Economic Security of Women Peacebuilders and the Role of the Private Sector in Supporting Them and Their Work

On January 26, 2022, Her Royal Highness The Countess of Wessex joined ICAN and members of WASL for a discussion on the economic security of women peacebuilders and the role of the private sector in supporting their work.

The work of peacebuilding, as evidenced by the poor implementation of Sustainable Development Goal 16 which emphasizes on the promotion of peaceful and inclusive societies for sustainable development, is often perceived as the purview of governments with little to no contribution from the private sector. But peace and security are essential for economic growth including infrastructure, development, and investment in human resources. The nexus of the private and peacebuilding sectors could be strengthened and benefit from a strong partnership.

The Coming of Age of the Women, Peace and Security Agenda: 21 in 2021

Nearly every month through 2021, Sanam Naraghi Anderlini MBE, founder of the International Civil Society Action Network (ICAN) and director of LSE Centre for Women, Peace and Security, hosted conversations with pioneering women peacebuilders from around the world and their allies working internationally on issues of peace and security.

Sanam Naraghi Anderlini Interview on Times Radio

ICAN Founder and CEO, Sanam Naraghi Anderlini, talks to Darryl Morris for Times Radio about the Taliban’s latest directive, restricting Afghan women’s travel without a male relative chaperone, which she describes as “devastating, disappointing but honestly not surprising.”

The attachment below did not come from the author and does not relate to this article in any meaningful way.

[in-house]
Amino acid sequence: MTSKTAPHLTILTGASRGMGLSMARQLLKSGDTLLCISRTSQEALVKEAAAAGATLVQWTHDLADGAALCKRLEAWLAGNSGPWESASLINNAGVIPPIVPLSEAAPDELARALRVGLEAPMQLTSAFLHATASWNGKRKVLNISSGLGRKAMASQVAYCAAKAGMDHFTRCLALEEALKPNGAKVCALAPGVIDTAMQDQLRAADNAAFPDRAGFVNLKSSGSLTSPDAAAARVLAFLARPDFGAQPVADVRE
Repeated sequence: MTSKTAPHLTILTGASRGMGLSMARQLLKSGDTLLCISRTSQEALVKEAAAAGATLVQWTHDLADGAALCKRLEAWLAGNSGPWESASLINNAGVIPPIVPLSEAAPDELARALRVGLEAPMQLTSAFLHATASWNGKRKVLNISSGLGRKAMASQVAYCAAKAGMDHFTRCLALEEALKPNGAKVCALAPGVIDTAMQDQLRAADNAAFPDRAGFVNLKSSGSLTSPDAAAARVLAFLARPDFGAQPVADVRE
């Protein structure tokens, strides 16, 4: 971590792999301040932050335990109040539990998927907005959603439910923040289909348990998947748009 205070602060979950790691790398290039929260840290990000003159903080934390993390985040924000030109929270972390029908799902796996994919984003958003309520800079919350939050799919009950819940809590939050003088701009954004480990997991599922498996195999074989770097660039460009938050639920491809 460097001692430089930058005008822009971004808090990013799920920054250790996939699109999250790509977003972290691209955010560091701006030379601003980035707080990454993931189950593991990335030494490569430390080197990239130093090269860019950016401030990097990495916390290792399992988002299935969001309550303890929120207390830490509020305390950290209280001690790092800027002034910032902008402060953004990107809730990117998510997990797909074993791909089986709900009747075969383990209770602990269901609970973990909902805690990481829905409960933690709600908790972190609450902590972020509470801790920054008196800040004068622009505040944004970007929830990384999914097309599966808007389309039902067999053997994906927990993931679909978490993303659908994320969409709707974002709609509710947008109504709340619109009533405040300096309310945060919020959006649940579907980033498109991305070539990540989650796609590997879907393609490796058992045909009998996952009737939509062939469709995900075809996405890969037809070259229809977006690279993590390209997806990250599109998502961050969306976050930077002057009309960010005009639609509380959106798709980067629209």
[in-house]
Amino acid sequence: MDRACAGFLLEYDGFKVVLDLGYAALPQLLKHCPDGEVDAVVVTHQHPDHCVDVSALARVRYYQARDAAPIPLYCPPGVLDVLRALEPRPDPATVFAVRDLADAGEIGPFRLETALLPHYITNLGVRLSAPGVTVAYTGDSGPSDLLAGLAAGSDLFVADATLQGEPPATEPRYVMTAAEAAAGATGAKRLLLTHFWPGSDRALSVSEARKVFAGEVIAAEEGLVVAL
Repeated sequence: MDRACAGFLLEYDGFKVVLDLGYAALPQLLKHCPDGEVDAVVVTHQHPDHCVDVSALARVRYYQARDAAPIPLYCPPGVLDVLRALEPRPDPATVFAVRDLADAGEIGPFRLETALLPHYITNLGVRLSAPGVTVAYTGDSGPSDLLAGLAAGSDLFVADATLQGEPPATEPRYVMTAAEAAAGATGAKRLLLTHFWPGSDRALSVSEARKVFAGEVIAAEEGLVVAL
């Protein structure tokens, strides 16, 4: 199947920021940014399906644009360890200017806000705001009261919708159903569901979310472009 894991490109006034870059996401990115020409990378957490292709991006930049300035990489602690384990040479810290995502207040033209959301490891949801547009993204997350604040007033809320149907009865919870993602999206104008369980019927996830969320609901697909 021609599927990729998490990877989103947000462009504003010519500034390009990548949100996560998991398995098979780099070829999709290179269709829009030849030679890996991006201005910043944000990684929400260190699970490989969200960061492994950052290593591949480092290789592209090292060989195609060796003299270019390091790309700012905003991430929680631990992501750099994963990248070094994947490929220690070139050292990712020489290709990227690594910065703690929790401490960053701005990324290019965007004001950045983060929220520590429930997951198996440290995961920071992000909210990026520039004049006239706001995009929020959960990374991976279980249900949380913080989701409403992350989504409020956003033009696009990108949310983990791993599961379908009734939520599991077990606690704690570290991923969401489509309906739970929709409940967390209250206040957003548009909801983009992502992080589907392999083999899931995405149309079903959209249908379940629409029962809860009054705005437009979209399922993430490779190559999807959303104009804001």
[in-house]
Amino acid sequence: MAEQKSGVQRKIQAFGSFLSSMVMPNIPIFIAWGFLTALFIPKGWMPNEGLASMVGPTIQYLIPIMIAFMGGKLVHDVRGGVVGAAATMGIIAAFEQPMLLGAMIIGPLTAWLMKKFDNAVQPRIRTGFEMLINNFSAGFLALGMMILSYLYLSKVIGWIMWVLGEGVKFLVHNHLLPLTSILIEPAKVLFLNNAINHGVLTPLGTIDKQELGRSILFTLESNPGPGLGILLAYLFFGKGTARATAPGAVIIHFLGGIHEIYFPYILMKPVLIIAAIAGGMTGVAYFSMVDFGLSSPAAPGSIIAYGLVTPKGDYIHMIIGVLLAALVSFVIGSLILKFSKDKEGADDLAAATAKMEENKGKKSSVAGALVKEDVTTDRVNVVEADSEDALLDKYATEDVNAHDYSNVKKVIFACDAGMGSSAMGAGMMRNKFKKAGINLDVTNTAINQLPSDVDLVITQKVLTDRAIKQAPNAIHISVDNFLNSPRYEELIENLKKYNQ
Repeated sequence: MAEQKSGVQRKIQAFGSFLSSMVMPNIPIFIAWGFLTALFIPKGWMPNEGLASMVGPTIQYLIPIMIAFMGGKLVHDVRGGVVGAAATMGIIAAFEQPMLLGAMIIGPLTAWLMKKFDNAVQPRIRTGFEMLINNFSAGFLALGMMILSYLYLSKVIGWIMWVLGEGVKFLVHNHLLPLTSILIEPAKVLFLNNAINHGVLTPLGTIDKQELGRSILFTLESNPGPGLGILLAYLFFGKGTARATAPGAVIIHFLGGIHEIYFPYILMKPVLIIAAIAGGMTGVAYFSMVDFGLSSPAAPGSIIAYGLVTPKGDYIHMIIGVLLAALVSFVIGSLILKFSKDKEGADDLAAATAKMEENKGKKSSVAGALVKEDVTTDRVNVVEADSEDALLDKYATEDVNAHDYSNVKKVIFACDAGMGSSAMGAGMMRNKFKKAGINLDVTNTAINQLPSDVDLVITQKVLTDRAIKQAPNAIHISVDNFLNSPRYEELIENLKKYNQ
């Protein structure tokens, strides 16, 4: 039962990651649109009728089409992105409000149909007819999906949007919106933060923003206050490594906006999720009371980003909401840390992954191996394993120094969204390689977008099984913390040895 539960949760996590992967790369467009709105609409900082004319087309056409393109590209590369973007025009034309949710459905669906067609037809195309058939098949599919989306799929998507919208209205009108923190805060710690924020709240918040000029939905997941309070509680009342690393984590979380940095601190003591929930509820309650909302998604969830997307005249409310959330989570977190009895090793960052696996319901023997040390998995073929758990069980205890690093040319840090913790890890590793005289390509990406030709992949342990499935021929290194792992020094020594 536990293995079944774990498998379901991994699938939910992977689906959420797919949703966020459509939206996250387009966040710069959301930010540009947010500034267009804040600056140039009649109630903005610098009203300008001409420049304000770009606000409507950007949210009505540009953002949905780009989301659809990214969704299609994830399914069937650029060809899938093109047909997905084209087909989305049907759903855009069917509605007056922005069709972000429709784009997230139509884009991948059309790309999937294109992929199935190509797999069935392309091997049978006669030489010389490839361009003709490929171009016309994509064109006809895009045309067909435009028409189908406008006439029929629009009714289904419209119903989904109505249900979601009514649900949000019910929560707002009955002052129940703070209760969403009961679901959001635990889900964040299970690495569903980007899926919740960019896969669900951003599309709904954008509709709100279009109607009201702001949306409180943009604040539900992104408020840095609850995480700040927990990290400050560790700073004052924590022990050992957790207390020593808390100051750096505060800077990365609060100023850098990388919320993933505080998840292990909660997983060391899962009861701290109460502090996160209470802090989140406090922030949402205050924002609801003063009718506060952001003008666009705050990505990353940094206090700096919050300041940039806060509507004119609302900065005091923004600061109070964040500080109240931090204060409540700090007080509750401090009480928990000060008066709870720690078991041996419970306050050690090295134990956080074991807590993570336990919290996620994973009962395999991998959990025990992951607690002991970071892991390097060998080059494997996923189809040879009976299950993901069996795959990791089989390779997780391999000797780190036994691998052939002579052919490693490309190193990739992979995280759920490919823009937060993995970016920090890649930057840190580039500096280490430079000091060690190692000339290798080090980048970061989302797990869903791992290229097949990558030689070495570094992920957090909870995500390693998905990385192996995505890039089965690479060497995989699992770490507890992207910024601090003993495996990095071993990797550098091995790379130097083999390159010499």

Queen’s Lecture 2021 by Sanam Naraghi Anderlini, MBE: Blueprint for Peace in C21st

“Those of us who live in peace take it for granted – it’s the invisible canvass upon which we paint and live our lives,” said Sanam Naraghi Anderlini, MBE in her opening remarks for the annual 2021 Queen’s Lecture. “When we put ourselves in the shoes of others – see them as we see ourselves, – we are all the same – regardless of our culture or accident of geography.”

The annual lecture was founded by HM Queen Elizabeth II as a gift to the City of Berlin on the occasion of her state visit in 1965. Each year, a renowned British scientist delivers a lecture on their area of expertise. The Queen’s Lecture is a collaboration between Technical University Berlin, the British Embassy in Germany, and the British Council in Germany.

The Taliban have seized control of Afghanistan. What does that mean for women and girls? (CNN)

A female journalist receives a call warning that they “will come soon.” A woman lawmaker sits and waits for her killers. A little girl wonders how much longer her school gates will remain open.

For Afghanistan’s women and girls, this is the terrifying uncertainty they now find themselves in.

As Taliban leaders tell international media they “don’t want women to be victimized,” a more sinister reality is unfolding on the ground.

Talking to Sheena McKenzie at CNN about what the Taliban takeover could mean for women and girls in Afghanistan, ICAN’s founder and CEO, Sanam Naraghi Anderlini, warns: “Once the diplomats leave, the journalists leave, the international NGOs leave, they are going to basically lock the doors… God knows what we’ll see then.”